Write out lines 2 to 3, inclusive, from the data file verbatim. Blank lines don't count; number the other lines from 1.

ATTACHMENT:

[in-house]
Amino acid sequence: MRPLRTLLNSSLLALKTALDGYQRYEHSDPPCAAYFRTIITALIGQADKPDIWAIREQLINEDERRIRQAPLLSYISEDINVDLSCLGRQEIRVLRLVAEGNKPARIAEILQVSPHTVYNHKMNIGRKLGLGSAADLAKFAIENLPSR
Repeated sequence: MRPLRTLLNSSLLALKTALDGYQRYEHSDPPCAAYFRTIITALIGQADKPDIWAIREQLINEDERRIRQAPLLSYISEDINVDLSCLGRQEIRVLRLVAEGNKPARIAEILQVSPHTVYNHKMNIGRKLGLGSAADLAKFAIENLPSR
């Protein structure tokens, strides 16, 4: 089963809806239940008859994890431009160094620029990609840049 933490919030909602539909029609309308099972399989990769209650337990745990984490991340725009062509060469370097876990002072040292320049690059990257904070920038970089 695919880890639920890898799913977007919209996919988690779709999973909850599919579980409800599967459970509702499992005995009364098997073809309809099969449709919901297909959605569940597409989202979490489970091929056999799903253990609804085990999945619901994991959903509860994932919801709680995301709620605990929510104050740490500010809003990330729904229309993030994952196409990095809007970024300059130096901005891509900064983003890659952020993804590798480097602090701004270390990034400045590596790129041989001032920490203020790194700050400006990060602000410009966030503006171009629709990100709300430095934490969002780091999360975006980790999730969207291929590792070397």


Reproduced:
Amino acid sequence: MRPLRTLLNSSLLALKTALDGYQRYEHSDPPCAAYFRTIITALIGQADKPDIWAIREQLINEDERRIRQAPLLSYISEDINVDLSCLGRQEIRVLRLVAEGNKPARIAEILQVSPHTVYNHKMNIGRKLGLGSAADLAKFAIENLPSR
Repeated sequence: MRPLRTLLNSSLLALKTALDGYQRYEHSDPPCAAYFRTIITALIGQADKPDIWAIREQLINEDERRIRQAPLLSYISEDINVDLSCLGRQEIRVLRLVAEGNKPARIAEILQVSPHTVYNHKMNIGRKLGLGSAADLAKFAIENLPSR